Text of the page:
Instant runoffs experiment in N.C. worth a close look

Published May 31st 2005 in Asheville Citizen-Times (NC)
If the N.C. Senate goes along with the state House, 10 North Carolina counties will experiment with “instant runoffs,” an innovation that may solve the two big problems of the present election system: cost and turnout.

North Carolina permits a runoff in party primaries if no candidate receives 40 percent of the vote the first time around. The extreme example of what can happen occurred last year when June Atkinson and Marshall Stewart sought the Democratic nomination for superintendent of public instruction. The runoff cost $3 million and drew only 3 percent of the state’s registered voters.

It wouldn’t do simply to eliminate runoffs. In this particular case, Stewart then would have won the nomination even though he was the choice of only 35 percent of Democrats in a three-way primary. As it turned out, Atkinson won the runoff with 55 percent of the vote.

Without a runoff, there is the danger that a fringe candidate with a small but zealous backing could emerge from a crowded field with his or her party’s nomination even though most party members found their standard-bearer repugnant. That was not the case in the education race, but it could happen in the future.

The solution embodied in the House bill would hold both primaries at the same time. How? By letting voters rank the candidates and falling back on the rankings if no candidate were the first choice of 40 percent of the voters.

It works this way: In the second round, all ballots that ranked an eliminated candidate first but also ranked one or both of the runoff candidates would be counted for the runoff candidate who ranked higher. Those votes then would be added to the number of ballots that gave top ranking to that candidate to determine the winner.

This would eliminate the expense of the second primary while giving everyone who turned out an opportunity to have his or her vote counted in the runoff.

An additional advantage cited by proponents is that it would cut down on negative campaigning because candidates would hope for a high ranking from those who favored one of their opponents and therefore would not want to alienate anyone.

The original bill would have instituted instant runoffs in 2006 for all statewide party primaries and statewide judicial elections necessitated by a vacancy. It was changed in the Election Law and Campaign Finance Reform Committee to instead set up a pilot program for local elections in 10 counties chosen to represent “diversity of population, size, regional location and demographic composition.”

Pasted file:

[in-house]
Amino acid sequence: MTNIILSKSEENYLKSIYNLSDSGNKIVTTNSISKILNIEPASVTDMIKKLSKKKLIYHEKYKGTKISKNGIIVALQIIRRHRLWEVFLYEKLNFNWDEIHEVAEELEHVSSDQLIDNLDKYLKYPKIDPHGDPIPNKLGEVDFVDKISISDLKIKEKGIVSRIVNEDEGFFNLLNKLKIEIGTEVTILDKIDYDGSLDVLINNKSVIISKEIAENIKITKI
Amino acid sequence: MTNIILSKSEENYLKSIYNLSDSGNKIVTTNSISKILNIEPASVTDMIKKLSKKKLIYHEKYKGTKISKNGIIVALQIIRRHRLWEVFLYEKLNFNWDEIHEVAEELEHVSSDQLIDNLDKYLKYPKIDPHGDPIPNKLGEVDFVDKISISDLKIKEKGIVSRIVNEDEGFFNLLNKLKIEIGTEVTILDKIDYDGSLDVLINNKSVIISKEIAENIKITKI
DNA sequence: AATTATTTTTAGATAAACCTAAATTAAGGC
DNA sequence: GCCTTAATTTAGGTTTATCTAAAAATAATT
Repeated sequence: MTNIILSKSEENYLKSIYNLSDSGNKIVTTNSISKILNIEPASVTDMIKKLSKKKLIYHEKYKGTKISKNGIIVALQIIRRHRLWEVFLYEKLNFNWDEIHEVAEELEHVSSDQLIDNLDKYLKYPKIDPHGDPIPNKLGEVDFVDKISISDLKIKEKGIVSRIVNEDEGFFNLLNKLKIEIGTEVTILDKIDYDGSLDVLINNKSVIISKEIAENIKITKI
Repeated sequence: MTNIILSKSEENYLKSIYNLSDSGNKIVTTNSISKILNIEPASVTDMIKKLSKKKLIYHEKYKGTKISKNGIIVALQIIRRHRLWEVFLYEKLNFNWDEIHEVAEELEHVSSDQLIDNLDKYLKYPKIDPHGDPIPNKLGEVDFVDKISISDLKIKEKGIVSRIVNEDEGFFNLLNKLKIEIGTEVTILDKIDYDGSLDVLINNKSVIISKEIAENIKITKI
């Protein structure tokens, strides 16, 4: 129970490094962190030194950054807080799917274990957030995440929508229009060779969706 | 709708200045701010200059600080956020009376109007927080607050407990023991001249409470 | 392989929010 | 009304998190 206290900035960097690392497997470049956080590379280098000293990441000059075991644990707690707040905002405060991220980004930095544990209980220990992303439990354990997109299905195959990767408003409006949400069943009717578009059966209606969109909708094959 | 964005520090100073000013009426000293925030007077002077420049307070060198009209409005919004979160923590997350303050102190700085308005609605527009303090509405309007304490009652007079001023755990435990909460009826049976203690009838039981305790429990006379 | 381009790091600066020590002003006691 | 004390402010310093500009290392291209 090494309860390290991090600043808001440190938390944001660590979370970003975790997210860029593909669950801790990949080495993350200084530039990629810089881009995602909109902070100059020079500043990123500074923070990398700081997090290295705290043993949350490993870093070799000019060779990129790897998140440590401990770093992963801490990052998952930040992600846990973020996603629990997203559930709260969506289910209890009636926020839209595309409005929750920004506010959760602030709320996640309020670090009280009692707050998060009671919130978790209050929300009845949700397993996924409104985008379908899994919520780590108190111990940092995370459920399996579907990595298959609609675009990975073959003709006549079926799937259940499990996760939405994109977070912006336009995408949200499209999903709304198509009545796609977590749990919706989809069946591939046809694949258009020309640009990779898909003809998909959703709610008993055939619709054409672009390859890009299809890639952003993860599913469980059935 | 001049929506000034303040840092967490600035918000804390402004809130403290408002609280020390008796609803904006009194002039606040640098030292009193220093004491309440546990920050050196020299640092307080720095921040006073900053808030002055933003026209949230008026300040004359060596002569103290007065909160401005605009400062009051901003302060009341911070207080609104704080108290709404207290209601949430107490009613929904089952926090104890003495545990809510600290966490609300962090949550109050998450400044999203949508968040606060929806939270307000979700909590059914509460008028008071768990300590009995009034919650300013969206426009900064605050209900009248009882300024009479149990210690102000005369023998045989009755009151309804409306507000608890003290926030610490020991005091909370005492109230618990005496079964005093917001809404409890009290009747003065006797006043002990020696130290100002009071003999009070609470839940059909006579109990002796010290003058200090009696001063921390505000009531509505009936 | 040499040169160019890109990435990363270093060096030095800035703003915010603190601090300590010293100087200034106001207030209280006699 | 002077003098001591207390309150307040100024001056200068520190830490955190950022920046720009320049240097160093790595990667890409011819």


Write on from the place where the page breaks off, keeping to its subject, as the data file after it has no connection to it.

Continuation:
Each chosen county’s board of elections must concur and no multi-county elections can be subject to instant runoff unless that system is used in all counties concerned.

In Western North Carolina, the House vote was strictly along party lines. Favoring the plan were Democrats Bob England of Ellenboro, Susan Fisher (a co-sponsor) and Bruce Goforth of Asheville, Phil Haire of Sylva and Ray Rapp of Mars Hill. Opposed were Republicans Phillip Frye of Spruce Pine, Mitch Gillespie of Marion, Carolyn Justus of Hendersonville, Trudi Walend of Brevard and Roger West of Marble. Republican Wilma Sherrill of Asheville was absent.

Instant runoffs are not unknown. They were used in 2004 in San Francisco and for overseas and out-of-state military voters in Louisiana. Utah Republicans have used the system since 2002 at state conventions to select nominees. “It sounded complicated, but we discovered that voters had no difficulty with the rank-order ballots,” said that state’s attorney general, Republican Mark Shurtleff.

Still, the law of unintended consequences is alive and well, which is why the House committee acted wisely in opting for a pilot program. This way, if any unanticipated problems crop up, they can be corrected before the system is used in statewide elections.

Additionally, as Bob Hall of Democracy North Carolina points out, “County governments pay the cost of runoff elections, not the state, so they have an incentive to try new methods — but they also need to be sure anything new works, because if it doesn’t, they will pay the price with their local voters.”

Instant runoffs have the potential to reduce costs while preserving and in fact reinforcing the concept that a party nominee have a broad base of support. The Senate should let 10 counties give it a try.